Reducing Arc Flash I/E At Fire Pump Controllers

Question: What are you guys recommending to reduce incident energy levels on fire pump controllers fed directly from the secondary side of utility transformers?

Answer: Can’t be done. This is a common practice but is very illegal in most cases. NEC is very specific in that overload protection (ie, overload relay) is eliminated and short circuit protection only remains. I have no idea why and I’ve had multiple fire marshals actually try to tell me that fire pumps get ZERO protection which is utterly false. In most cases the short circuit protection on the primary side is NOT sufficient to protect the branch circuit on the secondary side. And that’s the answer to your problem…short circuit protection (e.g. a MCP aka magnetic-only circuit breaker or simply a fuse) with the instantaneous trip point set below the arcing current fixes the problem and is 100% legal, and in most cases such as what you describe where it’s a huge Code violation, it also fixes that issue. READ MORE.

Coordination and NEC 240.87

NEC 240.87 has addressed a potentially hazardous situation beginning with the 2011 edition. When selective coordination is critical, e.g., minimizing the extent of an outage, a common design practice is to use a main circuit breaker without an instantaneous tripping function and feeder breakers with one. Without an instantaneous, the main can time delay up to 30 cycles or 0.5 seconds greatly increasing the arc flash hazard.   Continue reading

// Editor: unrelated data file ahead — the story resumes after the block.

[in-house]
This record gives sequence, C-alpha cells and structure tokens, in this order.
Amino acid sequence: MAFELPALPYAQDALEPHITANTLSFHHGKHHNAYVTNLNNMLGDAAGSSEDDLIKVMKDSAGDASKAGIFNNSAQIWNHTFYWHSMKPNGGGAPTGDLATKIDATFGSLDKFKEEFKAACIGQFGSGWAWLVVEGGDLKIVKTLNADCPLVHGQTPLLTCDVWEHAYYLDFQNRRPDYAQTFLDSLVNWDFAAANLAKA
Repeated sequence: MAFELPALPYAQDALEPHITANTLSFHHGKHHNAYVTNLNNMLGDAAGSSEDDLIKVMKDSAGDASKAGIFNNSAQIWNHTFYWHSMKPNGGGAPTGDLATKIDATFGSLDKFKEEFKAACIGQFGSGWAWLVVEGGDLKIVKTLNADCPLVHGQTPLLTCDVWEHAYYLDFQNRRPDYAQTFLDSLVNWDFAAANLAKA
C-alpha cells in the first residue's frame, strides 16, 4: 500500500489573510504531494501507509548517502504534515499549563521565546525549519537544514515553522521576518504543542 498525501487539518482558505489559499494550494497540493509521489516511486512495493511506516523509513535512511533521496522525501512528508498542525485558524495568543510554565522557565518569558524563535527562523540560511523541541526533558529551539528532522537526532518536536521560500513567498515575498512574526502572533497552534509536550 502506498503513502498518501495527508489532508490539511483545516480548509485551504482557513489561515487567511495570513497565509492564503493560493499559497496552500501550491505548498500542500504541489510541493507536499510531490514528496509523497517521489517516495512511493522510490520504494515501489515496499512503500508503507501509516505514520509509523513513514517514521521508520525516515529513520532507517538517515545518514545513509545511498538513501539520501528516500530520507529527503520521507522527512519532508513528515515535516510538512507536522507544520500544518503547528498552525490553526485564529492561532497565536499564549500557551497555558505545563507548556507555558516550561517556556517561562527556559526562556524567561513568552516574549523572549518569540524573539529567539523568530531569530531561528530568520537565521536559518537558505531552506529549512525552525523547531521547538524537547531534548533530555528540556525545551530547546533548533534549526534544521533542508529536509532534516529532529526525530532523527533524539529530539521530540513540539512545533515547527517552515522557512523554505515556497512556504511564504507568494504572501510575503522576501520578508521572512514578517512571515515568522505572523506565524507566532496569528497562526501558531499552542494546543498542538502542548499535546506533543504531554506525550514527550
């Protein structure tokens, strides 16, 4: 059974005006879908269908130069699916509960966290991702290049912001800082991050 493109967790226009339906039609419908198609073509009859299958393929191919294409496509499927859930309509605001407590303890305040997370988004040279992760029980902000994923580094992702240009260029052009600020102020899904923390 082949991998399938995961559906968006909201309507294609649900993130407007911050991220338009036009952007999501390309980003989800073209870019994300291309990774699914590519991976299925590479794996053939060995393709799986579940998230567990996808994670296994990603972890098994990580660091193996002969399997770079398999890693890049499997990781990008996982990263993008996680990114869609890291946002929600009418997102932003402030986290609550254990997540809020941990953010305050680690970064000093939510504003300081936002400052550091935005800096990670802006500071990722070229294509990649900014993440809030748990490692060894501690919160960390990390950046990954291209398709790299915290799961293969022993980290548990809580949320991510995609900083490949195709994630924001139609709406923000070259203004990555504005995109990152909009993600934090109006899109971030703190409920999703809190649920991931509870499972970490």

NEC and Hazardous Locations

The NEC defines a “Hazardous Location” as a location “where fire or explosion hazards may exist due to flammable gases or vapors, flammable liquids, combustible dust, or ignitable fibers or flyings.” There are 13 articles and 68 pages in the NEC regarding hazardous locations, installation practices and equipment requirements. Understanding what makes a location “hazardous” is the first step in providing a safer electrical system.

Materials that can cause a location to be classified as hazardous range from hydrogen, to grains, coal dust, petroleum products and many others.
Jim Phillips, P.E. – October 2005 – NEC Digest

Download Article: NEC Digest Hazardous Locations


OSHA, NEC, NFPA – Pieces of the Puzzle

The next time you are near the bulletin board at work, look for the poster that has the words “It’s the Law” and “OSHA” on it. It has probably been hanging there for a very long time but most people never really notice it or seem to read it. Further down on the poster is the statement “each employer shall furnish to each of his employees employment and a place of employment which are free from recognized hazards that are causing or are likely to cause death or serious physical harm to employees. This statement is known as OSHA’s General Duty Clause and is at the heart of linking many of the other standards to OSHA.

Jim Phillips, P.E. – February 2005 – NEC Digest

Download Article: OSHA NEC NFPA